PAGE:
Appellate court resurrects suit accusing Trump of violating constitutional clause

President Donald Trump departs the West Wing of the White House Thursday to attend the House Republican Conference Member Retreat Dinner in Baltimore, Md. Photo by Mike Theiler/UPI

Sept. 13 (UPI) — A lawsuit accusing President Donald Trump of profiting from his private businesses as commander in-chief of the United States — and failing to put them into a blind trust — can proceed, a federal appeals court ruled Friday.

The U.S. Court of Appeals for the Second Circuit ruled 2-1 in favor of the plaintiffs, led by the watchdog group Citizens for Responsibility and Ethics in Washington. The suit says lobbyists, foreign officials and others gain favor with Trump by frequenting his businesses — including high-end hotels, restaurants and event space in the New York City and Washington, D.C.

Restaurant Opportunities Centers United, Washington event planner Jill Phaneuf and New York City entrepreneur Eric Goode are also named as plaintiffs. The suit names “Donald Trump, in his official capacity as President of the United States of America” as the sole defendant.

A lower court dismissed the suit in 2017, saying the case doesn’t fall within the purview of the Emoluments Clause of the U.S. Constitution. The appellate court disagreed, saying the lower court judges misapplied a precedent case.

“Plaintiffs have plausibly pleaded that the President’s ownership of hospitality businesses that compete with them will induce government patrons of the hospitality industry to favor Trump businesses over those of the Plaintiffs so as to secure favorable governmental action from the President and Executive branch,” the court wrote in its decision Friday.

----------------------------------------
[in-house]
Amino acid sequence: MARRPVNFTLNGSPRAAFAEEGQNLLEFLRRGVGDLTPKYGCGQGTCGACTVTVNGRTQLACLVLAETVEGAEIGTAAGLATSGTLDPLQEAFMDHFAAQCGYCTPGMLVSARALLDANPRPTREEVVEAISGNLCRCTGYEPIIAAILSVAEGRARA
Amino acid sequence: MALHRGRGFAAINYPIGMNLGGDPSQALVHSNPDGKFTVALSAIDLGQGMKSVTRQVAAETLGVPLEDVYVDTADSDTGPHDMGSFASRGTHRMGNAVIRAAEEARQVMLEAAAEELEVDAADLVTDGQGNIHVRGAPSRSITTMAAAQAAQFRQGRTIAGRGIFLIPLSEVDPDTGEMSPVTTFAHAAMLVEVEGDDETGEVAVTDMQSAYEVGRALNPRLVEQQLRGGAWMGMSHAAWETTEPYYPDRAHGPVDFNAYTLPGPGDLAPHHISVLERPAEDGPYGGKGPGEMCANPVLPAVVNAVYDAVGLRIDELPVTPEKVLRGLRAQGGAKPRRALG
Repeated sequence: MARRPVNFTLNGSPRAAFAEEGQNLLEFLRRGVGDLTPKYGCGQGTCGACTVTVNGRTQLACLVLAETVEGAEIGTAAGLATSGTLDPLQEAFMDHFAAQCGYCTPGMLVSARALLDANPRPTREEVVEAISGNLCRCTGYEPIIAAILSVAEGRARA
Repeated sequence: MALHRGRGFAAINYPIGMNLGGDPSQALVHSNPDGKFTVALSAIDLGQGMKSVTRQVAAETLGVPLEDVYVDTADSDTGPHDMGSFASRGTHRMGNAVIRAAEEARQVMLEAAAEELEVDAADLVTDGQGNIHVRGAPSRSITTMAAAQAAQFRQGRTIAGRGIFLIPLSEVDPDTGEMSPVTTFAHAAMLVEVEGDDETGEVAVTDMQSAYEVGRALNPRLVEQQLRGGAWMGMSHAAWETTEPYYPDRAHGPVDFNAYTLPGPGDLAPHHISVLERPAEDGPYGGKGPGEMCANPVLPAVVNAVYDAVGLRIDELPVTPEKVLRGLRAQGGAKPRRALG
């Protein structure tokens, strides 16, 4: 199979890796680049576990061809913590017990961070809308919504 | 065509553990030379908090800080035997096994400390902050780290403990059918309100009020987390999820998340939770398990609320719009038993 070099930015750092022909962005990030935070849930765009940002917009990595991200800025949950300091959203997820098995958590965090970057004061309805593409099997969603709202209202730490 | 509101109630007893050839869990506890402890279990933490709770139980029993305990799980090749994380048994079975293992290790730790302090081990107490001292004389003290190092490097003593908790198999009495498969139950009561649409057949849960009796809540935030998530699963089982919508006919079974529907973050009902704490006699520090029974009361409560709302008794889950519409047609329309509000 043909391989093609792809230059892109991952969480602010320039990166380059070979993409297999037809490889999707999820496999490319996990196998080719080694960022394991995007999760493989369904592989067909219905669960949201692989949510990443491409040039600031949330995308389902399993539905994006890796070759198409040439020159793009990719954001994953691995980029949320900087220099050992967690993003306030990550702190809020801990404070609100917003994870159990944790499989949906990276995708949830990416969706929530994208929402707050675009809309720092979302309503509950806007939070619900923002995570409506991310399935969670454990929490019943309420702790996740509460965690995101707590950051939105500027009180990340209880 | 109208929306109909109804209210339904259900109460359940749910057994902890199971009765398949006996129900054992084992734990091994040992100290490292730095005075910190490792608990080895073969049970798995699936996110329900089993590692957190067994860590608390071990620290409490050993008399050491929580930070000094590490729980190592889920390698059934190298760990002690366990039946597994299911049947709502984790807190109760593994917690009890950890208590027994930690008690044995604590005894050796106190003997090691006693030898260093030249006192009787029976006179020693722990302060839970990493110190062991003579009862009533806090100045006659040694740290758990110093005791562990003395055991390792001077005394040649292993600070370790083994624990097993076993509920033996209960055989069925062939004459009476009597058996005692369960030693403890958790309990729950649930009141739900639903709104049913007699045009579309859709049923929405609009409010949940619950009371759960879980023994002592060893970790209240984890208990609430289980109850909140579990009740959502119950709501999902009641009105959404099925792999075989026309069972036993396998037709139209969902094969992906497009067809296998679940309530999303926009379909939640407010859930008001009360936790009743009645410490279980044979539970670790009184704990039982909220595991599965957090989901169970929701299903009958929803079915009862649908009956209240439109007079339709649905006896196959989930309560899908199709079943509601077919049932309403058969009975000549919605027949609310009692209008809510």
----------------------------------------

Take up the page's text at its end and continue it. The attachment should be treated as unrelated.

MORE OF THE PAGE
Upon taking office, Trump turned over day-to-day operations of his business empire to his children and established a trust to hold his business assets. But the suit argues he still owns them and fiscally benefits from their operation.

“If President Trump would like to avoid the case going further and curtail the serious harm caused his unconstitutional conduct, now would be a good time to divest from his business and end his violations of the Emoluments clauses of the Constitution,” CREW Executive Director Noah Bookbinder said in a statement.

Trump didn’t immediately respond to the ruling, but criticized the case during a campaign visit in Pennsylvania.

“I got sued on a thing called emoluments. Emoluments. You ever hear of the word?” he said. “Nobody ever heard of it before. And what it is is presidential harassment, because [the presidency] is costing me a fortune, and I love it.”

At the G7 summit in France last month, Trump floated the idea of holding next year’s event at his Miami-area luxury resort — and the U.S. Air Force said this week it’s investigating dozens of occasions in which the branch’s pilots stayed at Trump’s resort in Turnberry, Scotland. The Air Force said they did so on as many as 40 occasions, a number far greater than initially believed.


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